An Afternoon With U.S. Supreme Court Justice Sotomayor

Last week I went to see United States Supreme Court justice Sonia Sotomayor speak at a local event. Fresh from swearing in Vice-President Joe Biden, Sotomayor has been on tour promoting the publication of her memoir, My Beloved World.  She was being interviewed by actor and political activist Eva Longoria. The duo made an unlikely match but as the interview began everyone in the 1800 seat sold-out theatre was drawn into an intimate conversation on the Justice’s thoughts on family, law and adversity.

The conversation ranged broadly among these topics, and Sotomayor was well versed to speak to all of them.  As the first ever Latina, and only the third woman to be appointed to the highest court in the country, she has overcome many challenges in her life, including losing her father to alcoholism when she was 9,  and contracting juvenile diabetes as a child, and being the first in her family to attend college. Throughout the interview I was stuck by how personable she was, even though she is a Supreme Court Justice. For someone like me–a Latina, the first one in my family to graduate from college, and a lawyer–it was inspiring to hear her insightful words, and learn from her experience.

When someone from the audience asked her what advice she could give to others about being a trailblazer, she responded, “Take other people with you.” She explained that occasionally she will invite her mother to accompany her to events but her mother sometimes refuses to go because she’s afraid she won’t fit in. She will tell her that’s fine, they’ll go anyway and not fit in together. I love that even a US Supreme Court Justice can feel a bit like a fish out of water, just like so many of us. I think it’s especially true for those of us living in two cultures.

Sotomayor also spoke candidly about her relationship with her mother, and how she sometimes felt abandoned by a mother who had to raised her daughter as a single mother.  She spoke about the difficulty she had writing this memoir, but how it became a vehicle for her to repair the relationship with her mother and forgive her for her mother’s detachment.  I was so inspired to hear that even now, as a grown woman, a “wise Latina woman,” she is still every bit a daughter to her mother. She realized, as we all do, that our parents aren’t perfect but that she has come to appreciate how far her mother had to travel to get to be where she is and support her daughters’ rise to the bench.  It gave me hope that my children, who by now realize how imperfect I am, will come to know and appreciate my efforts to support them in their lives.

Sotomayor told of her experience in writing her memoir, and how she was able to learn more of her parents’ story.  She explained that through her  genealogy research she learned where her father came from, and she learned of the love story between her parents. She told us that writing her memoir caused her to listen to family stories from a 97 year-old uncle and encouraged us to listen to our own family members tell their stories, even if we’ve heard the stories before. Instead of tuning out. she encouraged us to listen, and ask, “Why?” We may be surprised by the answers. This was inspiring to me because one of my fondest memories I have is talking to my 97 year-old grandmother about her story before she died, and chronicling some of my family’s history on this blog.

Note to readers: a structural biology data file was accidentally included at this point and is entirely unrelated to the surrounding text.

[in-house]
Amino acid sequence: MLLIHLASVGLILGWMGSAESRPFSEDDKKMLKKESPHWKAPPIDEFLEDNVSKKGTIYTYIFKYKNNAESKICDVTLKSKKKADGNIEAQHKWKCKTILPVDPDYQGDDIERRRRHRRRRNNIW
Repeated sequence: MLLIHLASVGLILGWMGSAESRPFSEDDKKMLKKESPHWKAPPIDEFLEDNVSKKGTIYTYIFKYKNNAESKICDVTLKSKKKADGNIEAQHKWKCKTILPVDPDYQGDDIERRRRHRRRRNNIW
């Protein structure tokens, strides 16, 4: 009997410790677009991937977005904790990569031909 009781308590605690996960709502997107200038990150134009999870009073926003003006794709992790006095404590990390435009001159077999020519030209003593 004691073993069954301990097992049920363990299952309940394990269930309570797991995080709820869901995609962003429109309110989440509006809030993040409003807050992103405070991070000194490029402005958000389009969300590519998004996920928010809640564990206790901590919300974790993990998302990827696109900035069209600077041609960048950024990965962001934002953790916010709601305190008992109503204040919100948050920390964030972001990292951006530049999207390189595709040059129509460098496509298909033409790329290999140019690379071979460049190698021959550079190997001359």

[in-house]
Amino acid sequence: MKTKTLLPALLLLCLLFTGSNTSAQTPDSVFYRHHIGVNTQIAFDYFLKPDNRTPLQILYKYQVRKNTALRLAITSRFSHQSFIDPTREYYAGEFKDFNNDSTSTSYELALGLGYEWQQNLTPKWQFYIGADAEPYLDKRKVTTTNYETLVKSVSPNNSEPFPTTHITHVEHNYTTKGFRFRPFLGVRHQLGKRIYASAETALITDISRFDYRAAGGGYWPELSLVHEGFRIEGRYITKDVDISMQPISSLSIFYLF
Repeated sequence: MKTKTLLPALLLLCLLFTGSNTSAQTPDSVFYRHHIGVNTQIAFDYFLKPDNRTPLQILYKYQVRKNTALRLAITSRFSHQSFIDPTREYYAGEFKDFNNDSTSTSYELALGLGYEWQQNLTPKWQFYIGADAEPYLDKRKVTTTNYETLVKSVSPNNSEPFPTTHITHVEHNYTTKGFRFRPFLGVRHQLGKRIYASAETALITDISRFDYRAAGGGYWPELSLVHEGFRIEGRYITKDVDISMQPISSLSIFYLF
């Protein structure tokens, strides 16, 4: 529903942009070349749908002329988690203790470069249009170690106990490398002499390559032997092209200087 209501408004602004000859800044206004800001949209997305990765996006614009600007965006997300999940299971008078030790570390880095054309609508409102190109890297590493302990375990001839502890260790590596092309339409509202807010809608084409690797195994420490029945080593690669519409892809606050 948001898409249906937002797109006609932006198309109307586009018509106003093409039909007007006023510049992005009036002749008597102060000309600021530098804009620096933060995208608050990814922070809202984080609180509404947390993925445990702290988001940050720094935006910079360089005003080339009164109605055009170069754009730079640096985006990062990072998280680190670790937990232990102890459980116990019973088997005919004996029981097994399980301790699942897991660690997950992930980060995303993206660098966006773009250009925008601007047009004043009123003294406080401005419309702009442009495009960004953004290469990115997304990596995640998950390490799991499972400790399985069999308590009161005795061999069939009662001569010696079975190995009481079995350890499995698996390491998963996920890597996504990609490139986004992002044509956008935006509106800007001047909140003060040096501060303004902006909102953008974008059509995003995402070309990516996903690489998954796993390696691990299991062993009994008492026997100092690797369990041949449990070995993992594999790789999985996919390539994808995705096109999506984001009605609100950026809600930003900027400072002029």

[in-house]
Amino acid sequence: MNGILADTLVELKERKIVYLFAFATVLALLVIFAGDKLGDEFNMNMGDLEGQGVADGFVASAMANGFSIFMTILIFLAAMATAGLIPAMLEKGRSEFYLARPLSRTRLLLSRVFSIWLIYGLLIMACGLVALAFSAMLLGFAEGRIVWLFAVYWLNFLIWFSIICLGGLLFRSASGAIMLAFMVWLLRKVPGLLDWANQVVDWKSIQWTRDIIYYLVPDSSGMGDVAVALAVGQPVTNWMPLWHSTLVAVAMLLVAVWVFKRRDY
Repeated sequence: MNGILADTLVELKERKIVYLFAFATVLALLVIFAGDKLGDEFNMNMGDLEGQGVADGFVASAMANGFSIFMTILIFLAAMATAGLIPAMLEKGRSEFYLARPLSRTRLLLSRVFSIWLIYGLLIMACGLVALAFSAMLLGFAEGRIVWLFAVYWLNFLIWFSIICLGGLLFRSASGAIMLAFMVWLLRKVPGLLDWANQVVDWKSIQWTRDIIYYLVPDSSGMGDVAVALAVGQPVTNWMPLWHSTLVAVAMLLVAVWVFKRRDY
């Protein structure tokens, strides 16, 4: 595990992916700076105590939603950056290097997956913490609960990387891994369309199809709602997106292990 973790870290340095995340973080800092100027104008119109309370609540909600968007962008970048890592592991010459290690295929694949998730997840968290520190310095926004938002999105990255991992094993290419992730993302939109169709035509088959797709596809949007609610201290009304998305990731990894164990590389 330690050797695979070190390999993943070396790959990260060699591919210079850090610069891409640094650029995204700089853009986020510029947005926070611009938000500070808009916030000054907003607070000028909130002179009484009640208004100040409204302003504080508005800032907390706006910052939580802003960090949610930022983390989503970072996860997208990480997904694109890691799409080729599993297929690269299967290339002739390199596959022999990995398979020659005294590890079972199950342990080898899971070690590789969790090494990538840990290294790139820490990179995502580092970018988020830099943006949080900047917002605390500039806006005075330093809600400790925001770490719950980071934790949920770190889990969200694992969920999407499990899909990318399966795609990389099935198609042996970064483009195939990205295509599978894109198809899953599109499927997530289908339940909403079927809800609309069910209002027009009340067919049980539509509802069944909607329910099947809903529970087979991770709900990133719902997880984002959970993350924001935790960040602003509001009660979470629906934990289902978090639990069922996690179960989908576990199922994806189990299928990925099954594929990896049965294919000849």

Perhaps the most moving part of the afternoon’s conversation was not just in the words Sotomayor spoke, but the way her words were received. The audience was diverse. There were people of all ages, ethnicity, and professions.  My husband Juan was also there, and so was a dear friend of mine, who is also a Latina attorney. My friend is also diabetic and has been dealing with the challenges of this disease for nearly 25 years. As my friend listened to Sotomayor speak, she was moved to tears.  As a justice on Supreme Court, it would seem natural for Sotomayor to be removed and detached, but Sotomayor has such a warm presence, that she made my friend and I both feel like she could a family member. It was awesome and I was so glad to experience such a moving afternoon. I can’t wait to experience more of her story when I read her book.




Freak Out Friday

I called in sick from work today. It’s not that I don’t have anything going on at work. I have stacks of files to review, affidavits to draft. I just needed a day off from the usual. I hope my boss, who sometimes reads my blog, will understand. (Hi Jane!)  I had every intention of going into the office and plowing through my work. I rose at my usual 6:00 a.m, rallied the troops, packed lunches, and while I took my shower I started going through my mental checklist of Things to Do Today and Things to Do This Weekend. That is when I became aware that the one thing that I needed on my list was missing.

1. Take Care of Yourself

My eyes began to water and it occurred to me that it wasn’t shampoo in my eyes. I was wrung out. For the last few months I have been running. Summer whizzed by without me breaking my pace. I tried to carve out some time now and then, but often I would feel panicked when I slowed down, thinking of everything else I should be doing.  Today, when faced with another round of endless tasks, I lost it. That is when I realized I needed to stop. The kids are in school. Juan is at the office. The dirty breakfast dishes are in the sink and the clean laundry is in the dryer. Unfolded. Wrinkling as I write.

I decided right then–mid-shower– that I needed a mental health day. I checked in with my office. Dropped Diego at school and headed out. I know that if I go home there will be no relaxing for me. Too many unmade beds and scattered toys to ignore. So here I am. I am at a cafe lingering over breakfast and a pot of tea.  I left the house with my laptop, my gym clothes and a spa gift certificate I received on Mother’s Day. (Yes, Mothers Day.) I don’t know if I will actually make it to the gym, or if I will be able to get to the spa since I don’t have an appointment, but it doesn’t matter. I have the whole day to do what I want. Shop. Go out to lunch. Blog. Whatever. The most important thing is that I doing the number one thing on my list of Things to Do Today.